‘Redfern’ Faces Critics for Proposed Townhouses in E. Bayside

The Use of Color Does Not Break up the Over Size of the Proposed Building.

The Use of Color Does Not Break up the Over Size of the Proposed Building Said Kristen Nichols, One of the Planning  Board Members.

By Carol McCracken  (Post # 2,667)

Redfern Properties has enjoyed a free ride from the City to  develop  high-end condos and  rental units in Portland to fit the tax revenue goals of the City. Now it appears that Redfern wants to revise city standards to boost his own bottom line through short cuts in a new rental housing proposal in an extremely  densely populated section of Portland.

Redfern’s most recent  proposal for ten three-bedroom  rental townhouses, at 70 Anderson Street,  East Bayside did not receive the easy pass that Redfern usually receives. at a public workshop on Tuesday, April 26 at a preliminary Level 111 site plan and subdivision review requested by the developer. Jonathan Culley and his wife.

MHN.com has observed that when the “Portland Press Herald”: does a superficial,  puff piece about a developer,  there’s  a back story it’s hiding.   A red flag runs up this flagpole.

Earlier this year, the flailing  “PPH” published a story about a Hill developer with a proposal to build infill housing with an inexperienced architect who knows nothing about infill building.. The site is part of the former Adams School – that Avesta Housing did not develop. The untold truth was that there was a pending lawsuit against the developer, Adams Apple LLC.,  by neighbors that was settled out of court.  It was  settled out of court to avoid the drip, drip negative PR that would come from drawn out court litigation. The story tried to demonize the plaintiffs as deadbeats and the developer as heroes.  An honest look at the legal documents by Randy Billings, should have painted a different picture of the facts than he presented.  Facts don’t matter!

What’s the back story here?  What didn’t the “Portland Press Herald” report in its recent  puff piece about Redfern?

Jonathan Culley, d/b/a Redfern who has stated previously and publicly on numerous occasions that he doesn’t like to build parking spaces because they are too expensive for the return on his investment.  So he asked for a city waiver for  his parking plan. (He also asked for three other waivers; trees, etc. )  Culley proposes to build seven parking spaces for a three bedroom, ten unit rental housing project in a severly, densely populated section of Portland.  Furthermore, 6  of the proposed 7  spaces are smaller than the city’s standard so Culley wants to have each of them designated for “compact” cars only. WHAT?  Incredulous, Jonathan!.  You do amaze!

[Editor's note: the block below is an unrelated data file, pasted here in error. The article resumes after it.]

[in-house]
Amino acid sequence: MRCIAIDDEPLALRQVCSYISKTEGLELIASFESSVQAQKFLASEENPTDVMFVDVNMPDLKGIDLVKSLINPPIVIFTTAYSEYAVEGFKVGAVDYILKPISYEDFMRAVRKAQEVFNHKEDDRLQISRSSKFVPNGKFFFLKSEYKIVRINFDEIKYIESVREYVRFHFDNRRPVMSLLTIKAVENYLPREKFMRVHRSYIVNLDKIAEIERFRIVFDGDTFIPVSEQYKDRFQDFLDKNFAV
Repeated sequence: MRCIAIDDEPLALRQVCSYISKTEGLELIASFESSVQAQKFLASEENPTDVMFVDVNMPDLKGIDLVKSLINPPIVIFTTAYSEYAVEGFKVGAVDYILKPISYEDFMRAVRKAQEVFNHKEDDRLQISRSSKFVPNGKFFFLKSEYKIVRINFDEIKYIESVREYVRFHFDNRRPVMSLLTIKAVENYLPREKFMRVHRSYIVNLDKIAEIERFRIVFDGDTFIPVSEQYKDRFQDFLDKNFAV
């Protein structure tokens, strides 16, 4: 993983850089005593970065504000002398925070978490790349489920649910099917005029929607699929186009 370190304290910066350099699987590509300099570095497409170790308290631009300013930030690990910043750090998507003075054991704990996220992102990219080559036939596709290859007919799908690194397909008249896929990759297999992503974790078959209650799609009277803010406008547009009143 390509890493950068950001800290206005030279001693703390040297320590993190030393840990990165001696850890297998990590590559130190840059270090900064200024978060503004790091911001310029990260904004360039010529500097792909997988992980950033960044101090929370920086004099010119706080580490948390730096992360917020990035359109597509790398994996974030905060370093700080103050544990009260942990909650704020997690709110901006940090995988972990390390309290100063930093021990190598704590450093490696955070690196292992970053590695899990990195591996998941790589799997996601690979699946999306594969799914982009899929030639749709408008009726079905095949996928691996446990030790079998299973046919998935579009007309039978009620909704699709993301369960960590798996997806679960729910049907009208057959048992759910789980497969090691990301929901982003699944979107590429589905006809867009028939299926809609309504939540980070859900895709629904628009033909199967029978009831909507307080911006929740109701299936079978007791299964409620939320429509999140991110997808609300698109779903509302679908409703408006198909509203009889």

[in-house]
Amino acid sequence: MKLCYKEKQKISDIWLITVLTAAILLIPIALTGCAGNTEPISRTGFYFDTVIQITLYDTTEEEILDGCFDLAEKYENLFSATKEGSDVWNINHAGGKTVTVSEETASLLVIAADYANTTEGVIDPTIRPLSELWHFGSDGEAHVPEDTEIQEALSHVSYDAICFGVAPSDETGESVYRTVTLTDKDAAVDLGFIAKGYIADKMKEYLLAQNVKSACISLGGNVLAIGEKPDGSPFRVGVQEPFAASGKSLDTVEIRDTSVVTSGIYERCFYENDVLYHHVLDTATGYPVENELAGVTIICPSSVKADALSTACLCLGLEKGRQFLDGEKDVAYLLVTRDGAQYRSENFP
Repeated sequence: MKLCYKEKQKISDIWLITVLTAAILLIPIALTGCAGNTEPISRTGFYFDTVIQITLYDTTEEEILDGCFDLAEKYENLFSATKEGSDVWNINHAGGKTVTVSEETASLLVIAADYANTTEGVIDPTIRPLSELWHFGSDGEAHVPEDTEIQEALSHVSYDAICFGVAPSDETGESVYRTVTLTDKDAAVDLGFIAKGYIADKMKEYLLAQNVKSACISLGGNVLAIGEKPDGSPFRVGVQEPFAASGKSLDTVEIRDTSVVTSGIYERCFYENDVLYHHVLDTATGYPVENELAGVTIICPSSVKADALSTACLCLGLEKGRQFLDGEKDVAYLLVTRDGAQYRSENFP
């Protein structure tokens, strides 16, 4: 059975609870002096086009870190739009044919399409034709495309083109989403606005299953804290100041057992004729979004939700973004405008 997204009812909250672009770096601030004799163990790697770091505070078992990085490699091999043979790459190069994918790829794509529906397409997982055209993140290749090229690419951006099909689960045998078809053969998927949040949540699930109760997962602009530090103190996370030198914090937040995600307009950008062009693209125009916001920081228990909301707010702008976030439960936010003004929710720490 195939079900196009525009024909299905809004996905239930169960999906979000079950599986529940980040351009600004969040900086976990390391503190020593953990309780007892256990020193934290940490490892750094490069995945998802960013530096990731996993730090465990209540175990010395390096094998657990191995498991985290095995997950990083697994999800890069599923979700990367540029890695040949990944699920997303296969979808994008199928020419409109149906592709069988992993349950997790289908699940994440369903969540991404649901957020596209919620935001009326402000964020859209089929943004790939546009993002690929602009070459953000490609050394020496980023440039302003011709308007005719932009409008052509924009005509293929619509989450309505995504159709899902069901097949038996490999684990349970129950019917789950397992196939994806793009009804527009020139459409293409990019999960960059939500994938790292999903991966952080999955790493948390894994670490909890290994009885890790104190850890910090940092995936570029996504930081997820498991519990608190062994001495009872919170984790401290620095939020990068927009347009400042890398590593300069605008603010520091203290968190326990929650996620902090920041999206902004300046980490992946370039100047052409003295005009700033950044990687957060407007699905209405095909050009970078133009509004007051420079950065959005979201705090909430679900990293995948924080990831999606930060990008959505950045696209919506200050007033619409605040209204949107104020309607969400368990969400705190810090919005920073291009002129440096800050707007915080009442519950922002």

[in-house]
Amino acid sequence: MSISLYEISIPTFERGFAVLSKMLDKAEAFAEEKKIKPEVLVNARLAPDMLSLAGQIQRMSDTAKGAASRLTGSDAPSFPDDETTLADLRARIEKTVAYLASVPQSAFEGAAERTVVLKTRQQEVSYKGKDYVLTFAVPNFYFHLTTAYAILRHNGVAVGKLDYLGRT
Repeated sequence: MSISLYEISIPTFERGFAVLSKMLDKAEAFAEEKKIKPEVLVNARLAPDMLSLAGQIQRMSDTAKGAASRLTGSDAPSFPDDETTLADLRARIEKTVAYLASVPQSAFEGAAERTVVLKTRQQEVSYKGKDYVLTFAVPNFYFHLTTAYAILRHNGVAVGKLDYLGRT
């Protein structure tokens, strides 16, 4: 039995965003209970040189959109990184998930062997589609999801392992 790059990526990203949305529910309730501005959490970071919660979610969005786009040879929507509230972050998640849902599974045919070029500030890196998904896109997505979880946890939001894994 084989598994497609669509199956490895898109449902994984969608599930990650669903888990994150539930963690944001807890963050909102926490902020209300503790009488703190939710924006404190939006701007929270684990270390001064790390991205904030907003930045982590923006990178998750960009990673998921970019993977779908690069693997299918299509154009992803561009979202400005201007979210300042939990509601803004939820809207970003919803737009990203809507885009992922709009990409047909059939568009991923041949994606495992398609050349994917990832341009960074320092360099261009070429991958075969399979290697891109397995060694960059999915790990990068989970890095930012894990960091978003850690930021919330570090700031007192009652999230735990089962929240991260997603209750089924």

In a three page memorandum written by Caitlin Cameron, urban designer in the city’s planning and urban development Department, Planning Division, Cameron outlines all of the other design principles or standards that Culley’s proposal does not meet. Cameron and Culley are meeting tomorrow Friday, to see if these issues can be resolved.  Culley who has a number of projects either completed in the city of Portland or underway knows full well what the city’s standards are.  But he insists on pushing the envelope to his advantage as far as he can to the detriment of those he purports to help and putting the city in an awkward position – to satisfy his greed..

Meanwhile, neighbors of 70 Anderson Street expressed their dismay at the proposal and the developers attempt to snooker the city into going along with it.  Chris Teret, of 73 Anderson Street said he’s been dismayed by the gentriification of the neighborhood.  “I won’t be able to afford to live there.  It’s like a tidal wave.”  Teret also asked that when the buildings currently located at 70 Anderson Street are demolished, the developer take steps to be sure that the lead paint does not settle where his children play.

Tim Liepert, of 76 Anderson Street, said he’s been asking Culley questions about drainage for several months and not gotten all the answers he needs.   He’s concerned about more flooding in his basement than he already has.  The City has not decided when the “separattion” will occur.  If he puts solar panels on his roof, they will be overshadowed by the Culley building.

Karen Snyder said that working people can’t leave their jobs to attend a 4:30 pm workshop to express their concerns, a comment dismissed by the Board as unfortunate.

One real estate developer who wishes not to be identified told mhn.com:  “Jonathan and his wife made a ton of money in real estate development.   A lot of us wish he’d take a break and just sit down and count all of his money.  Apparently, he’s chosen not to do that,” shaking his head.

Reminder:  The next time the “Portland Press Herald” publishes a puff piece about a developer, check out what it isn’t telling you!

editor’s note:  Jonathan Culley has emailed mhn.com saying that this blogger misunderstood his intentions with this proposal.  He’s been invited to correct the post via an email response to mhn.com  He’s not been heard from since.